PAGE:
Two of Washington's best-informed men confirmed it so it must be true. President Bush and his consigliere Karl Rove bet on who had read the most books in a year. Vice Adm. Mike McConnell, the director of national intelligence, told friends Mr. Rove won with 117 books and Mr. Bush was a close second with 104 books.
Unhappy over his loss to his close confidant, Mr. Bush asked for a recount in words. And the president won by 1.7 percent. The story is not apocryphal. In fact, none other than Vice Adm. McConnell's predecessor as the nation's top spymaster, John Negroponte, now deputy secretary of state, confirmed it. The president, he explained, reads two to three books a week and does not watch television. Most of the books he reads are history and biographies of famous statesmen (and three stateswomen who took their countries to war the United Kingdom's Margaret Thatcher, Israel's Golda Meir and India's Indira Gandhi).
Mr. Bush identifies with George Washington, Abraham Lincoln, Franklin D. Roosevelt, Harry Truman, and on the other side of the pond, Winston Churchill, all men of courage who did what was right when it was most difficult. These range from the order to obliterate Hiroshima and Nagasaki that killed instantly 150,000 Japanese to avoid the loss of an estimated 1 million American lives in an invasion of Japan, to recognition of the state of Israel against the advice of World War II's most prestigious military leader, Secretary of State George C. Marshall. And from the decision to repel North Korea's invasion of South Korea, to firing the immensely popular Gen. Douglas MacArthur for openly disagreeing with the president, to Ronald Reagan's defeat of the evil Soviet Empire, Mr. Bush sees his decision to invade Iraq in the same historical league.
President Bush showed a recent visitor a portrait of Lincoln to talk about the tremendous odds Lincoln encountered in his decision to wage the Civil War and free the slaves. Mr. Bush had done something roughly comparable in his decision to free 26 million Iraqi slaves from Saddam Hussein's tyranny.
Mr. Bush's model for resisting and defeating Islamist extremism's global campaign to restore the caliphate and destroy Christendom is Churchill. Isolated in the 1930s on the back benches of Parliament, his clarion calls for backbone against Adolf Hitler's Europewide ambitions went unheeded until World War II broke out Sept. 1, 1939 and still didn't get the draft to lead until the Nazi blitzkrieg in May 1940.
President Bush, with departure from power of Britain's Tony Blair, now sees a parallel with Churchill who soldiered on alone until Japan's December 7, 1941, attack on Pearl Harbor forced the U.S. into World War II. In Mr. Bush's perspective, the mullahs' Iran, the Iraq insurgency, al Qaeda, transnational terrorism, all add up to a mortal danger for Western civilization.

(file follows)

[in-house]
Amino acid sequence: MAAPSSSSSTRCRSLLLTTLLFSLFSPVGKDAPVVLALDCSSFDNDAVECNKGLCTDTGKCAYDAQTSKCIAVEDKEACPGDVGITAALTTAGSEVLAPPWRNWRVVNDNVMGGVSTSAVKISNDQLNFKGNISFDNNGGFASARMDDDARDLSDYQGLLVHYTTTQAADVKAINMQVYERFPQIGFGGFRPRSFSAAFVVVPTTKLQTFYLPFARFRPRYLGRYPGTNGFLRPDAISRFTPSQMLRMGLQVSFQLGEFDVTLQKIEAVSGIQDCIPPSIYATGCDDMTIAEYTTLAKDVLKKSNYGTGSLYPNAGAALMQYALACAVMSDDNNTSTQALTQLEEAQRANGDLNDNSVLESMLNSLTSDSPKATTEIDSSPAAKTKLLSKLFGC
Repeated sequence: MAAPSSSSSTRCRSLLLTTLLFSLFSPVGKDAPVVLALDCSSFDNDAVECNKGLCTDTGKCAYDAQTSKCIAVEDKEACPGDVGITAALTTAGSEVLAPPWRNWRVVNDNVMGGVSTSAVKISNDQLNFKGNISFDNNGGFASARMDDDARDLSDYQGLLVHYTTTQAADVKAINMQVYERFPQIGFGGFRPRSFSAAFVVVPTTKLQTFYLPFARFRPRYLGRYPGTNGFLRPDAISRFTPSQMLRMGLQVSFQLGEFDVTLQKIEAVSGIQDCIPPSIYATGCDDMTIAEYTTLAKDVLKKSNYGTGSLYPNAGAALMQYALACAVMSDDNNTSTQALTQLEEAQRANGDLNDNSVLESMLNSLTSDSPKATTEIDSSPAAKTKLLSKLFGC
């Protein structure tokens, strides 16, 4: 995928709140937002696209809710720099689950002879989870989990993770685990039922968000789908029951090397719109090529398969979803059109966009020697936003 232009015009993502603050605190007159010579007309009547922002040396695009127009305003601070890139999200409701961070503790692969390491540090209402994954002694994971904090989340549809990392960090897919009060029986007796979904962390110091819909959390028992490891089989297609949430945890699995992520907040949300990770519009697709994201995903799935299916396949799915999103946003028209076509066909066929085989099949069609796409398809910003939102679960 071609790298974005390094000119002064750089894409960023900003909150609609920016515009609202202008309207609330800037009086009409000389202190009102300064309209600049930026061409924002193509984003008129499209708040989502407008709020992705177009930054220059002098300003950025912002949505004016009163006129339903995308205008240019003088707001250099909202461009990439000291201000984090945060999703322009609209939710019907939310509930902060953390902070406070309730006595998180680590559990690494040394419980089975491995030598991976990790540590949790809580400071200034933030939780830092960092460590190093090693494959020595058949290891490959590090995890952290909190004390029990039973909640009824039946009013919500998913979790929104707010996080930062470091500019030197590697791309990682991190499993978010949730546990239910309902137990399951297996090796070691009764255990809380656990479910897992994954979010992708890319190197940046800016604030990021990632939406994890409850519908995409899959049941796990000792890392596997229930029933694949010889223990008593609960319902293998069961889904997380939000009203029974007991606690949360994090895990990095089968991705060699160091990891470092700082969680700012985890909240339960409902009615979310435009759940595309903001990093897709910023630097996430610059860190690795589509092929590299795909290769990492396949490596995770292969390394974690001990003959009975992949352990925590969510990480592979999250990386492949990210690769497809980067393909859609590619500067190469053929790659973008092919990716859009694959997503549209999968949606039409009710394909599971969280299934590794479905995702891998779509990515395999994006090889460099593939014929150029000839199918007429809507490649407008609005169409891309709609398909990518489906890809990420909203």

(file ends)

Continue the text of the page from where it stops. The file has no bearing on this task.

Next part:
U.S. News & World Report, a national magazine with a circulation of 2 million, asked on its cover several weeks ago whether Mr. Bush was "Resolute or Delusional?"
The frequent comparisons to history's greats are anything but delusional, his aides and confidants say off-line. He is, of course, stubborn and unyielding. And all are confident history will vindicate his bulldoggish tenacity. The self-described "Decider" is the antithesis of self-doubt. Like an old seadog, he relishes the idea of plowing into rough seas.
When a recent visitor asked him what assurance he could give about his successor in 2009, President Bush replied, "we'll fix it so he'll be locked in." The visitor left perplexed and wondered whether that might mean the U.S. would be in a wider war in the region by then. In any event, it didn't sound like twilight time for Mr. Bush.
A Texan friend of longstanding called on him recently and confided to his Washington hosts that Mr. Bush had said three times, bringing a clenched fist to his chest, "I'm the president." Reminding visiting political opponents of this would be normal, but the close friend said he was a taken aback a bit as he had never before seen Mr. Bush in this mode.
Moderate Republicans, led by Sen. Chuck Hagel, former National Security Adviser (under George Bush the Elder) Brent Scowcroft, who weekends in Kennebunkport with President Bush's father, Susan Eisenhower (President Eisenhower's granddaughter), former Deputy Secretary of State John Whitehead, and other prominent names are deeply concerned about 2008. Those who identified with the Republican Party in 2002 numbered 30 percent (vs. 31 percent Democrats). This year, Republicans are down to 25 percent (33 percent Democrats). And still dropping.
Discouraged Republicans have taken their concerns to the president. When they talked to their friends later that same week, they couldn't find anything encouraging to say. To those who accuse him of not keeping his ear close enough to the ground in grass-roots America, he identifies with Churchill's classic riposte: "I wonder what the British people would think of a leader caught in such an ungainly posture."
According to Mr. Bush's reading of history, for the United States of America, the world's most powerful nation, to lose the war in Iraq would be tantamount to Churchill and the Royal Air Force losing the Battle of Britain in 1940. Hitler would have invaded a defenseless Britain. A then-defenseless America would have been within his evil grasp.
In the case of a U.S. defeat in Iraq, as Mr. Bush sees it, a nuclear-armed Iran and the forces of global obscurantism would become dominant in the Middle East. On the geopolitical chessboard, it wouldn't be checkmate. But the Queen would be gone.
Arnaud de Borchgrave is editor at large of The Washington Times and of United Press International.